Every year Sharon and I have a little discussion: do roses and dahlias go together? After all, rational examination of the looks of both might decree not. Roses are delicate, their petals soft, round, like a really thick, good quality, crepe de chine. Often their heads bob shyly like country debutantes at a ball in the 1920s, overwhelmed by the confidence of their chic, town-used peers. Dahlias are stronger, their heads held high, ready to dance, outrage, they are the can-can girls of the cut flower patch. Where roses smell sweet, dahlias have a hard, almost rubbery smell. Their petals are often sharply pointed, their faces are always full of confidence: there's no such thing as a diffident dahlia.
So do these two go together? Well, oddly enough, despite the fact that a bucket of roses next to a bucket of dahlias serves only to reinforce the fact that you might think they don't, I challenge you to ignore their differences, put them together, and you'll find that they make a very good team. The strong stems of the dahlias give the roses something to lean on. The bruising petals of the dahlias are softened by the balance of the cups of generosity of their more sweetly scented garden compatriots.
Anthropomorphise your garden flowers and you'll find the relationship you have with them improves no end.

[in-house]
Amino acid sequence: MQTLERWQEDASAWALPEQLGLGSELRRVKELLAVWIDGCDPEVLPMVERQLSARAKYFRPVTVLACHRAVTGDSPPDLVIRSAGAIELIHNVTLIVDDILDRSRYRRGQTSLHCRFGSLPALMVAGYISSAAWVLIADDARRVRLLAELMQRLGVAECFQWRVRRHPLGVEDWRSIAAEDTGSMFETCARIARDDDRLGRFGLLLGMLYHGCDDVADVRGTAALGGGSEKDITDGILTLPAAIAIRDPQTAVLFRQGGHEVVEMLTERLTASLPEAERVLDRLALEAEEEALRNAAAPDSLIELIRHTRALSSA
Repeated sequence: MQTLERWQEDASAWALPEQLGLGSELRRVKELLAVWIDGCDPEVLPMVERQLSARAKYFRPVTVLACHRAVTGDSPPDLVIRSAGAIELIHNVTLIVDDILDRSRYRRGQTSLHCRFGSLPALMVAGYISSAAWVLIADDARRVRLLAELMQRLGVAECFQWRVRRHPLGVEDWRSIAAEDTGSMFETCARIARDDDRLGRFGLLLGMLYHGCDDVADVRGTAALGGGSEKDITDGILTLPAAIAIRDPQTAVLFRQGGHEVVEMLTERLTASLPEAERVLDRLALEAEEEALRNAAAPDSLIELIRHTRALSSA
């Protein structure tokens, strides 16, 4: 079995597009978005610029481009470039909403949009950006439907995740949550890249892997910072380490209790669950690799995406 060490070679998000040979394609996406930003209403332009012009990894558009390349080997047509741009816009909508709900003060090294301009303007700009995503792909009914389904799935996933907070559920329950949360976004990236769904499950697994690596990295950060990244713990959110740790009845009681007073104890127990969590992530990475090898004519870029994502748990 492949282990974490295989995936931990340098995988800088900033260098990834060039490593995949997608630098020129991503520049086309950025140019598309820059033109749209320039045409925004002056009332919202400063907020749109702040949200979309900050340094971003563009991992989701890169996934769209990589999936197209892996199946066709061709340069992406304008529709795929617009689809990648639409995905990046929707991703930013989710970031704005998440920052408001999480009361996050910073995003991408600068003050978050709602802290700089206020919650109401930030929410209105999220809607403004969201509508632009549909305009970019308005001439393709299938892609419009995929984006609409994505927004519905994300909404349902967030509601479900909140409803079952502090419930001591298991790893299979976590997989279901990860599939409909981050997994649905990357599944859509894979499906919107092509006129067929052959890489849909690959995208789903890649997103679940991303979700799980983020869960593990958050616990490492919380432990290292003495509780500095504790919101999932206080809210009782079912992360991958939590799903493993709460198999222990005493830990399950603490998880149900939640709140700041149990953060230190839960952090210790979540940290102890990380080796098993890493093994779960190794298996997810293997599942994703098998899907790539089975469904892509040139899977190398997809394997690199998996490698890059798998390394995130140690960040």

I feel, when I curate my cut flower patch choices through the year (this flower farmer's year has no start or finish, rather the turning of each yearly project makes a palimpsest upon the other challenges, creating a flowery circle which never stops despite each flower herself having one season of glory at a time,) that I'm constantly creating sports teams. And in the way that I team tulips with honesty to play a spring game, I always find that, despite my initial misgivings, teaming roses and dahlias together plays to both their strengths. I feel as though I'm challenging the over-confident to be nice to the shy one, challenging the diffident to stand up to the flashy dahlia and not allow her to bulldoze her into the back row. And it works. The dahlia and the rose may look askance at one another when separated into different buckets, but put them together into bouquets, and I find they smile and put their arms around one another, they play the game brilliantly, and make a combination that, in my opinion, is absolutely champion.